BOISE, Idaho — Administrators and staff at Idaho's prison agency knew since at least 2010 that private prison contractor Corrections Corporation of America was understaffing the state's largest prison in violation of the state contract.
Idaho Department of Corrections officials and CCA eventually came to an agreement about staffing levels, according to documents obtained by the Associated Press, but inmates and advocates continued to complain about inadequate staffing and its impact on prisoners' safety.
The new details about the state's oversight of CCA come as Idaho State Police investigators are looking into allegations that the nation's largest private prison company defrauded taxpayers by filing reports that showed vacant positions were fully staffed.
That investigation is expected to be completed sometime in the next several weeks. The probe was launched after an AP public records request raised questions among officials about payroll reports and staff rosters from the CCA-run Idaho Correctional Center.
Idaho corrections officials say they are proud of the department's efforts to oversee CCA — efforts which included adding more employees to check on the prison and lengthening CCA's contract from 30 pages to 450 in an effort to better spell out the company's responsibilities.
But the agency never fact-checked CCA's staffing reports against payroll records.
"Now, looking back on this, I think we'd all have done it differently," Idaho Department of Correction Director Brent Reinke said. "I think our staff has done an incredible job. When you start looking at the staffing fraud ... it's really complicated to get to the bottom of that."
When Reinke became director in 2007, only one part-time employee was responsible for monitoring the private prison.
Reinke began adding staffers to the job immediately and now 24 of IDOC's 1,570 employees oversee eight different contracts worth about $80 million a year. CCA, based in Nashville, Tenn., gets $29 million of that total.
CCA spokesman Steven Owen said in a prepared statement that the months of falsified reports were an isolated incident. He said the company has cooperated with the state's investigation, is working to correct the issues and is "fully committed to making taxpayers whole for any unverified hours."
CCA has said it won't bid on the next contract to run the Idaho prison when its current contract expires next summer.
Still, as the Idaho Board of Correction prepares to hand the prison over to another private company, department officials are looking back to see where they could have done a better job.
"Never in a million years did we think they were lying to us," said IDOC quality assurance manager Natalie Warner. "... You know, the thing about fraud is we just can't ever assume the worst intent, otherwise that's all we're ever looking for."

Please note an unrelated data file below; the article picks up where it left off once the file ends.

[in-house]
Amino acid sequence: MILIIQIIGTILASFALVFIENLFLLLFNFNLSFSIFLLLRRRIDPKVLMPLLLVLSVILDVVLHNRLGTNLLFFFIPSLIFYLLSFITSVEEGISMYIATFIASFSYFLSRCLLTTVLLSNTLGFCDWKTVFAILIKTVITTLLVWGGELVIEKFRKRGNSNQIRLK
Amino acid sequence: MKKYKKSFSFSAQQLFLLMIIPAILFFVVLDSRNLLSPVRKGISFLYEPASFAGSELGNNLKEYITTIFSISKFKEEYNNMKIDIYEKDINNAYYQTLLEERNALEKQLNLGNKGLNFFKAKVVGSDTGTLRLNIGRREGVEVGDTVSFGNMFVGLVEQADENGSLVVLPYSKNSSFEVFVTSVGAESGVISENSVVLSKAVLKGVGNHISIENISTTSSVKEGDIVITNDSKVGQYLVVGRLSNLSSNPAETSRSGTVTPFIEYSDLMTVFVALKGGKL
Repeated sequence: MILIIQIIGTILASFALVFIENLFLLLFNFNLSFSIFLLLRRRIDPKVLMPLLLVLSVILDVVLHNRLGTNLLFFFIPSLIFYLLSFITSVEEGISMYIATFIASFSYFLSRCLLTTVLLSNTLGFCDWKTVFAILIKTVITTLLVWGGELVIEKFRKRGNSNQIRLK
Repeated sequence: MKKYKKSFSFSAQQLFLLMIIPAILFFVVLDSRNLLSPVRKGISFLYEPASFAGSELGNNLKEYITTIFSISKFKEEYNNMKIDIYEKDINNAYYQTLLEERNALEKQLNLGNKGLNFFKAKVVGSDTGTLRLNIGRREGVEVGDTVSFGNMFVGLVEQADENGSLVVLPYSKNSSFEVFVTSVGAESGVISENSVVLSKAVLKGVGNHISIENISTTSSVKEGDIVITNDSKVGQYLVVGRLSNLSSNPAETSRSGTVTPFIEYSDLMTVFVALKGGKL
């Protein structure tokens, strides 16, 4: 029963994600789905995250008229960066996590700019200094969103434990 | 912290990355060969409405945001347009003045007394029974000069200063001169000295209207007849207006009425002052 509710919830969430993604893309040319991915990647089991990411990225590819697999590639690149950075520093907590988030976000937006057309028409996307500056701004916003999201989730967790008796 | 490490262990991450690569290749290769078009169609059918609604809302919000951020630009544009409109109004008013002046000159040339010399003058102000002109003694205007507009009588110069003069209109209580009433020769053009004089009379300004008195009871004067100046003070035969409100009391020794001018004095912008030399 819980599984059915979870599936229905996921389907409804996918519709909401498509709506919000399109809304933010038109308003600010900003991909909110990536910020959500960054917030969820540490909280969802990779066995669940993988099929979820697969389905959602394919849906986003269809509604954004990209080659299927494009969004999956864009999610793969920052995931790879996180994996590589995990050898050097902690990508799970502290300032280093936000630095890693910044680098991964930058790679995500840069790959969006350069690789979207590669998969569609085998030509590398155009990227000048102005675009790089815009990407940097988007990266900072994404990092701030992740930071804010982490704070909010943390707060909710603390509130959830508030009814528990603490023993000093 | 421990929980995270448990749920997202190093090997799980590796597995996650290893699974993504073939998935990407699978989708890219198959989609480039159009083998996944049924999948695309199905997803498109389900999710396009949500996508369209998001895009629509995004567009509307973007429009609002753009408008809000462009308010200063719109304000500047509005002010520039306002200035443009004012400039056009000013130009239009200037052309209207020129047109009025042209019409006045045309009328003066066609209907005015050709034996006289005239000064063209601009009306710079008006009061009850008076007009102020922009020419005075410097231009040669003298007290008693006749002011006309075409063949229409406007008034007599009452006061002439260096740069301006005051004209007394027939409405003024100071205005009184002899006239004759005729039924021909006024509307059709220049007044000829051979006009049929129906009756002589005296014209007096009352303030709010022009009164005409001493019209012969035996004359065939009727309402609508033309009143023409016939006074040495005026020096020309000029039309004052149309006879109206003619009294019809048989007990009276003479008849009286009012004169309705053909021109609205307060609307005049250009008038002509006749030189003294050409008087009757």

IDOC officials say that back in 2010 they thought the agency was taking all the necessary steps to make CCA compliant. Still, the warning signs were there, with lawsuits from prison inmates alleging violence and understaffing filling the court docket.
The prison had roughly three times the number of inmate-on-inmate assaults than other state prisons. And IDOC's own contract monitor, Matthew Vallard, detailed more than 500 vacant mandatory security posts between April and the end of August in memos to supervisors.
Idaho officials warned CCA leaders in 2010 and again in January 2011 that the understaffing needed to be fixed.
But in March 2011, Vallard tallied nearly 300 more vacancies. That prompted the department to issue a "Breach of Contract Notice" to CCA, advising the company it had 30 days to make things right or face a type of fine called "liquidated damages" under the contract.
CCA agreed to fix some of the understaffing but countered some posts simply weren't needed. After negotiations IDOC agreed to take those posts off the mandatory list, effectively remedying many of the vacancies.
The company was never fined, nor did IDOC push for a price cut in exchange for the staffing reductions.
By the end of 2011, CCA reached a settlement agreement in a lawsuit brought by inmates and the American Civil Liberties Union that alleged understaffing and rampant violence at the prison.
The terms of that settlement called for increased staffing levels and other changes, including stopping inmates from covering the windows in their cell doors and improving management of the prison's housing units. IDOC was tasked with helping to ensure the settlement terms were being met, prompting the contract monitors to switch their focus from total staffing numbers to settlement issues.
Meanwhile, CCA's monthly reports to the state showed the mandatory positions were nearly always fully staffed.
Inmates and some outside attorneys thought otherwise. In 2012, rumors began circulating that CCA was falsifying staffing reports given to IDOC by using "ghost workers," employees who were listed as working a post even when they weren't in the facility at all, and another group of inmates sued over the alleged scheme.
At the start of 2013, the AP requested the staffing and payroll records from the prison.
The next week, CCA's regional director Kevin Myers told an IDOC official for the first time that the company had begun its own investigation several months earlier after an employee reported allegations of staffing fraud, according to court documents.
Reinke said the new contract will eliminate enforcement loopholes and new reporting requirements will make it easier to spot potential fraud.
Stephen Pevar, the ACLU attorney who represented inmates in the 2010 lawsuit, said the state shares the blame for the problems at ICC. Pevar said he's happy the department has taken aggressive steps since the suspected fraud came to light, but the final outcome remains to be seen.
"Will Governor (C.L. "Butch") Otter and Director Reinke allow CCA to get away with this?" Pevar said.